I've experienced both, the super busy summer of student ministry and the restful relaxing summer.
But whether your busy or relaxing there are a few things you need to do to make the most of your summer.
1. Take The Time To Rest.
I know, you've heard it over and over again, but you can't deny the importance of making time to rest. Rest is vital for the longevity of your ministry career. Without rest, you will burn out.
Resting should be high on your priority list. For many Americans, summer means summer vacation; one to two weeks where we venture off with family and friends to enjoy some time away from work. Now I'm not about to deny the importance of the summer vacation, but the rest I'm thinking about is more of the spiritual rest. As youth workers, we are only as good as our rest in the Lord. Sure, we might be good at what we do and perhaps we can fake it from time to time. But even the best of us need to find rest, otherwise, we run the risk of simply walking through the motions.
We need to rest. Not just rest from the office and our students, but rest in the arms of our Savior. Jesus says, “Come to me, all who labor and are heavy laden, and I will give you rest. Take my yoke upon you, and learn from me, for I am gentle and lowly in heart, and you will find rest for your souls. For my yoke is easy, and my burden is light.” (Matthew 11:28-30 ESV) Ministry is hard. But the yoke that we take upon us, or better said, the call we answer to be youth workers, is one we accept with Jesus' help. In the midst of ministry, we have the opportunity to find rest because in the midst of ministry we find Jesus. Being able to make the time to rest in Jesus will help you reconnect with the One who called you into ministry.
2. Take Time To Be With Family.
So now the traditional family vacation might fit the context of summer rest. As a youth worker, you work hard. If you worked by the clock, some weeks would break the bank. We give a lot of hours to the church and our students. Sometimes, our families suffer. Even when we are good at balancing ministry and family, there are still the emergencies and unexpected events that take us away from home.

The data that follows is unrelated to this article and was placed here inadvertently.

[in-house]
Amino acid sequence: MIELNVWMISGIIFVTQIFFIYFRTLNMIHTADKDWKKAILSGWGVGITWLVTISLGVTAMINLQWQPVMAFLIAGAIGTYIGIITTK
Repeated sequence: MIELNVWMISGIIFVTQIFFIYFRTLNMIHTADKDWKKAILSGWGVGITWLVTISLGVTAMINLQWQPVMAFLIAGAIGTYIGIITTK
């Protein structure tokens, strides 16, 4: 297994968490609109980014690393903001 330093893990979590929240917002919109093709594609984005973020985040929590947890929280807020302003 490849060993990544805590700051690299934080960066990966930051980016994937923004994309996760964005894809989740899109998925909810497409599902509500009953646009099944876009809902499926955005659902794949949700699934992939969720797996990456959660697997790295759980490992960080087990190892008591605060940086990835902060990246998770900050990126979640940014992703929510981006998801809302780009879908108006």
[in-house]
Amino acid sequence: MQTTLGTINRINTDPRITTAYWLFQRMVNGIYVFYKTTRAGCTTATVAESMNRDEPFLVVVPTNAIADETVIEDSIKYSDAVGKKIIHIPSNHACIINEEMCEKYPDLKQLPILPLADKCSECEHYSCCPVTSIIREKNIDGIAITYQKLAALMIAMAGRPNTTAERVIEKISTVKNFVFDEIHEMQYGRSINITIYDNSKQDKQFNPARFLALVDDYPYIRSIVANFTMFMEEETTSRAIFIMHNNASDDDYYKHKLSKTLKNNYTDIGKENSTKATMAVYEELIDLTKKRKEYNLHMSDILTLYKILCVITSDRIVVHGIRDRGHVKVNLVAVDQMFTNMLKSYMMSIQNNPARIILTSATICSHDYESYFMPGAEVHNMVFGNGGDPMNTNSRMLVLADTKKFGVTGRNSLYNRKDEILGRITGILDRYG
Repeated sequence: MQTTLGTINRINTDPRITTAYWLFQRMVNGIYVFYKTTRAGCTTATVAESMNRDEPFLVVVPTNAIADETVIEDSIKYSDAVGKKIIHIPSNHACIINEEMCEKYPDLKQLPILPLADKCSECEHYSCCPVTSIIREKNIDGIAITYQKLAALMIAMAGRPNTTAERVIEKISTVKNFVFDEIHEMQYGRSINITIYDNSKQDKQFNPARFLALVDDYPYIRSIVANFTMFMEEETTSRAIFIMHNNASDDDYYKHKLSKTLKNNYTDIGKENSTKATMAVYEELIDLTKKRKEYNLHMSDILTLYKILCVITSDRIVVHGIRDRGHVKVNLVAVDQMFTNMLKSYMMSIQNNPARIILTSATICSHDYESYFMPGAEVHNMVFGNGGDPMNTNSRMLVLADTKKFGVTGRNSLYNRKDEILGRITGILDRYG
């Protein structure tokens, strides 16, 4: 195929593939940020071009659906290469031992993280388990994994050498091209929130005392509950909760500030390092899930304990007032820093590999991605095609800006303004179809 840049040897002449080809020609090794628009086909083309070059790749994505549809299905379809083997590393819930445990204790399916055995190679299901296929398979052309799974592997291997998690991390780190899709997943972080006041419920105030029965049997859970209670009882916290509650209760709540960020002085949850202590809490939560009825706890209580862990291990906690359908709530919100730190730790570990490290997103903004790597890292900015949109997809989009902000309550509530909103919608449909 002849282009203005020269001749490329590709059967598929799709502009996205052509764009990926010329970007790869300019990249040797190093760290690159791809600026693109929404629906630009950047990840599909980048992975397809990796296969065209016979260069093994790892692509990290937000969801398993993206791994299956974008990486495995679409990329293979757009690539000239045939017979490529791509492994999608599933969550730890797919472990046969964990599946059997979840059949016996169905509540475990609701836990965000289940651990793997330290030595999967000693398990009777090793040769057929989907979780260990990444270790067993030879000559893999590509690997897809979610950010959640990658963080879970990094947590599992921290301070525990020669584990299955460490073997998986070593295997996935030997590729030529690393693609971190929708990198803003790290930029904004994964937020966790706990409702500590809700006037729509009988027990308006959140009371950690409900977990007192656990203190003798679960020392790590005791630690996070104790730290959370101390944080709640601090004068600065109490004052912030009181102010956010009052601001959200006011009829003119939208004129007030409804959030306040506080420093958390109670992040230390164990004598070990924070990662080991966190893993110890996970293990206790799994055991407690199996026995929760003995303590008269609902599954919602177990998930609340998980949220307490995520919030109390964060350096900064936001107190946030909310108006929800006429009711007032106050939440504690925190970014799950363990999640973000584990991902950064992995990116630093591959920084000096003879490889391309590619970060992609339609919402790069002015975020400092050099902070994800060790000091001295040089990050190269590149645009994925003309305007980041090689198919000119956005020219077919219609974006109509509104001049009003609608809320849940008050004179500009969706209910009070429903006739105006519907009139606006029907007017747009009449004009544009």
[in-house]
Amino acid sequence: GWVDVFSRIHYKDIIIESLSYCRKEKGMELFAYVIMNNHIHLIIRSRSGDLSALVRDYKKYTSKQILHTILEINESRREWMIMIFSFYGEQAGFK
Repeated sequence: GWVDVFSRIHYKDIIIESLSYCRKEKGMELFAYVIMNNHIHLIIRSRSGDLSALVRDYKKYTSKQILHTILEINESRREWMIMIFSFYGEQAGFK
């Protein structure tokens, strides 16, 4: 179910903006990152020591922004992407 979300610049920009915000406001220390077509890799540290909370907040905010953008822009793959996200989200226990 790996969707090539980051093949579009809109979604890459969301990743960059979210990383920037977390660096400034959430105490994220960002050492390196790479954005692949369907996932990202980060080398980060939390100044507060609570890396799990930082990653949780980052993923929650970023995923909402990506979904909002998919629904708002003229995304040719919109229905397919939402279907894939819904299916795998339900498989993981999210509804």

One of the treasures I learned serving at a recent church was the importance of taking time to spend with the family. You see, our summers looked very different from the rest of our church year. In the summer, just about everything stopped, including the student ministry. For the first two years I tried to stir up some kind of summer programing. I spent time and money on ideas that just didn't work. Finally my pastor came to me and told me that I should stop trying to plan and simply enjoy being with my family.
What I saw and learned was that it was okay to stop. Programs aren't the end-all-be-all for the church. It was good to let things stop and allow the staff and the volunteers time to be with their families.
So be sure you set aside time to be with your family. And when you go away, go away. Leave the computer at home. Set up an away message for your email, and shut off your phone. Do whatever you need to do to make sure your family gets your full attention.
3. Take Time To Build Relationships.
The school year often demands more office time than the summer months. Juggling programs, activities, and teaching prep, leaves you working more at a desk, or at least a coffee shop. But the summer months usually come with less office time planning or preparing and more time to actually be with students.
Use these summer months to spend time with your students. Meet in small groups for lunch or gather for ice cream. Take one or two students to a cafe. Have a cookout at your house and invite a few students to join you and your family for dinner. Plan a game night where students can come over just to hang out and play a game or two.
These simple activities create the ideal setting for building relationships. And the best part is, they require little to no planning.